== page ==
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RCMP to crack down on window tint

Violation carries $81 fine and tint removal order
WES - window tint
Westlock Traffic Services, in conjunction with the Westlock and Barrhead RCMP detachments, will be cracking on illegal window tinting this spring.

WESTLOCK – Westlock RCMP Traffic Services will be cracking down on illegal window tinting this spring, saying it’s not only dangerous for police, but to drivers as well.

The blitz, which is being done in cooperation with the Westlock and Barrhead RCMP detachments, is part of an ongoing effort as Westlock Traffic Service Cpl. Fleming Kaastrup said “it’s getting to be ridiculous out there.”

“Unfortunately, we haven’t been targeting it as much … if someone got stopped for something else, they’d get a tint ticket as a bonus,” he said with chuckle. “But it’s becoming a problem. Guys are driving around with limo tint on their windows and even tint on the front windows and banners there too.” 

As it stands, anything from the “shoulder forward” on your vehicle can’t be tinted — the primary offence, which carries an $81 fine, is under the Vehicle Equipment Regulation Section 70(1) install/replace/cover window glazing in windshield/left/right side window of motor vehicle located beside/forward driver with transparent/translucent/opaque material.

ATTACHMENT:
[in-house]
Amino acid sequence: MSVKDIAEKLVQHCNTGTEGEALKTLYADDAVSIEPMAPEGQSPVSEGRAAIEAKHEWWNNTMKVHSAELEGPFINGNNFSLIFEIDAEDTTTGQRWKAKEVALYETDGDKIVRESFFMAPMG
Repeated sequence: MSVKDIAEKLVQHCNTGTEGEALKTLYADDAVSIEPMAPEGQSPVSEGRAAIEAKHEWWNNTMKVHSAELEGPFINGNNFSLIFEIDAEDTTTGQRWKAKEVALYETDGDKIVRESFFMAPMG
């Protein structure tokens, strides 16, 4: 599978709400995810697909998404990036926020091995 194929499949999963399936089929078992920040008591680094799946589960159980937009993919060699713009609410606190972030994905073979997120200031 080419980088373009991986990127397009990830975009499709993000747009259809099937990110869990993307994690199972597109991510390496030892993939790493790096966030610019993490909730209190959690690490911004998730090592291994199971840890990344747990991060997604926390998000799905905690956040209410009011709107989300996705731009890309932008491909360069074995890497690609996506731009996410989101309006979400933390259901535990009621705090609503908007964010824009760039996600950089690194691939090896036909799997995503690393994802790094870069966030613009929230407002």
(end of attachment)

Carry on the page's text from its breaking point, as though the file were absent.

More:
“I tell people that they don’t wear their sunglasses in the dark. When you’re driving in a vehicle at night with tinted side windows, you’re limiting your side peripheral vision. You can’t see a pedestrian walking beside you because it’s dark and your window is dark. It reduces your field of vision,” he explained.

And while officer safety is also a concern as the tint hides the identity of the driver, the film makes the window react differently which can become life or death if someone is trapped and needs to be extricated. Kaastrup also noted that a driver involved in right-angle collision with tint on their window could see their insurance not covering them because “they had modified their vehicle and made it unsafe.”

“The windows don’t behave as they’re designed with the film. You can end up with a vehicle you can’t get into or out of and that’s a big concern,” he explained.

After the ticket, police then issue a “defect notice” meaning the vehicle owner needs to remove the tint. Police usually give people a week or so to remove the tint while failing to comply leads to another $243 fine.

“That ticket is failure to obey the direction of a police officer to make your vehicle safe. If you don’t meet the deadline for your defect notice, we just mail that ticket out,” he said.

Mandatory screening continues

Kaastrup also reminded motorists that if they’re stopped for a traffic offence or at a checkstop, they should expect to undergo mandatory alcohol screening (MAS). 

RCMP Traffic Services are committed to using MAS in an “equitable and non-discriminatory fashion” for consideration in every interaction with drivers and “are confident that the test can be completed with little or no further delay than was expected for the initial traffic stop.”

“We’re still working on the education portion of that, but it’s one of our better tools to stop impaired driving,” he added.

George Blais,

George Blais

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